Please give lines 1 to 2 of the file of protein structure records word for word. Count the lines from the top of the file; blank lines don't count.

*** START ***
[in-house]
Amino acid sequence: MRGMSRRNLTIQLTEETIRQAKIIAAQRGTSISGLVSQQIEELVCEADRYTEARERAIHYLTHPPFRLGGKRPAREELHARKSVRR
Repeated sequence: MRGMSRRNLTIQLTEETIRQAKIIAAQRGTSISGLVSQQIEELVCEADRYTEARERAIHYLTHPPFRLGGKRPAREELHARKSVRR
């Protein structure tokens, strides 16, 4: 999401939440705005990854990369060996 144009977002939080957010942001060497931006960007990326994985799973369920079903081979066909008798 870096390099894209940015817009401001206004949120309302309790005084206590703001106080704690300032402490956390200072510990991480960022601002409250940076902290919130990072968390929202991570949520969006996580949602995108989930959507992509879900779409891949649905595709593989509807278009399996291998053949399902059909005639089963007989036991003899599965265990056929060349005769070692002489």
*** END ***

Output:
[in-house]
Amino acid sequence: MRGMSRRNLTIQLTEETIRQAKIIAAQRGTSISGLVSQQIEELVCEADRYTEARERAIHYLTHPPFRLGGKRPAREELHARKSVRR